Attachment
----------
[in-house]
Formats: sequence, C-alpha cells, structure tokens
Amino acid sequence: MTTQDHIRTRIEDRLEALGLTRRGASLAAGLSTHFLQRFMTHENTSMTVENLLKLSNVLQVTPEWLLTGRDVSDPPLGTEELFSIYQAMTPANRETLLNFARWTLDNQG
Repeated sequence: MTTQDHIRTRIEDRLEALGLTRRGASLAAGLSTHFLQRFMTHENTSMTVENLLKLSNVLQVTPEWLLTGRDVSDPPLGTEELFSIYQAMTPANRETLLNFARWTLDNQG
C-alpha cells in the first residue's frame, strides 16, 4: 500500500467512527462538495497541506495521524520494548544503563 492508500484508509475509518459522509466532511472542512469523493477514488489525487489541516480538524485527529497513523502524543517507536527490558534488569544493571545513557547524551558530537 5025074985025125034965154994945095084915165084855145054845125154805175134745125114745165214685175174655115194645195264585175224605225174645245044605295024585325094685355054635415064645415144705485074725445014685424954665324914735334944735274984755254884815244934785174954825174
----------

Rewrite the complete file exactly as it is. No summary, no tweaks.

[in-house]
Formats: sequence, C-alpha cells, structure tokens
Amino acid sequence: MTTQDHIRTRIEDRLEALGLTRRGASLAAGLSTHFLQRFMTHENTSMTVENLLKLSNVLQVTPEWLLTGRDVSDPPLGTEELFSIYQAMTPANRETLLNFARWTLDNQG
Repeated sequence: MTTQDHIRTRIEDRLEALGLTRRGASLAAGLSTHFLQRFMTHENTSMTVENLLKLSNVLQVTPEWLLTGRDVSDPPLGTEELFSIYQAMTPANRETLLNFARWTLDNQG
C-alpha cells in the first residue's frame, strides 16, 4: 500500500467512527462538495497541506495521524520494548544503563 492508500484508509475509518459522509466532511472542512469523493477514488489525487489541516480538524485527529497513523502524543517507536527490558534488569544493571545513557547524551558530537 5025074985025125034965154994945095084915165084855145054845125154805175134745125114745165214685175174655115194645195264585175224605225174645245044605295024585325094685355054635415064645415144705485074725445014685424954665324914735334944735274984755254884815244934785174954825174